In the Beginning

 

Notes on Design/
The Magic of the Moon

In the beginning there were the 0.049 model airplane engines, with their piercing, high-wind and sizzle/crackle of engine fuel and oxygen mixtures.

These gave way to bicycles, with and without fenders, which gave way to Briggs & Stratton lawn mower engines mounted on wood-framed go-carts of my own design, hurtling down the streets and through the walnut leaves of Birch Drive and Elmwood Drive in Walnut Creek, California.

These gave way to
a 1932 Ford, 1949
and ’50 Fords, and
a 1936 LaSalle that my grandfather owned that I should have kept forever.

But school intervened and I became a student, a husband, and a father in a rapid flow of time; a design engineer sending high-altitude rockets over the skies of Viet Nam.

But then art intervened even further and that’s how I got to be the way
I am.

© 2002







From the top: 1932 Ford, 5-window coupe; 1950 Ford; 1936 LaSalle. Highschool was part grease, wrecking yards, and spare parts. Upper right: The push bar connects to a 1940 Ford rearend, Model A welded frame, gusseted roll bar, and loaded flathead engine. Would DVC be this much fun? Time would tell. High school was over.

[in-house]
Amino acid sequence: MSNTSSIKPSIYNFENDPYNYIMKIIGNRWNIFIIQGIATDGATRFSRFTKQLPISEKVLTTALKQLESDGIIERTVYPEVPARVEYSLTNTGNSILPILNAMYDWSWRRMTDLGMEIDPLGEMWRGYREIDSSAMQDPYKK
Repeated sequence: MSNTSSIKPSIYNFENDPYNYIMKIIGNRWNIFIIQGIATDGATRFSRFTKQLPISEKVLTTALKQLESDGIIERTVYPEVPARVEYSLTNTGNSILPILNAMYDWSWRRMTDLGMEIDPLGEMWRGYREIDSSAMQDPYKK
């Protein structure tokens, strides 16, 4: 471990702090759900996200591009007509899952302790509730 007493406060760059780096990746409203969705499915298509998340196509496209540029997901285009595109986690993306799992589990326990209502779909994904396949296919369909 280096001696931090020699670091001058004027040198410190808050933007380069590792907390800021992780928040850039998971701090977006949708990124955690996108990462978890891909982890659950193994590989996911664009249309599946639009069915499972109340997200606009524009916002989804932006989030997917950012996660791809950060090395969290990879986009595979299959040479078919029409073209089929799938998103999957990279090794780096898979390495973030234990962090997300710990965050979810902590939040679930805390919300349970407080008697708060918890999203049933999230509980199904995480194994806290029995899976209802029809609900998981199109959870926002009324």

I always felt that there could be
a wedding of the arts and sciences
,
as much as there could be a union
of our reason and our passion.
So having been schooled
in the heat and sweat
of a summer-like science,
I longed for the fall
and the magic of the moon.
And herein, within
I have found it.

© 1982, 2002


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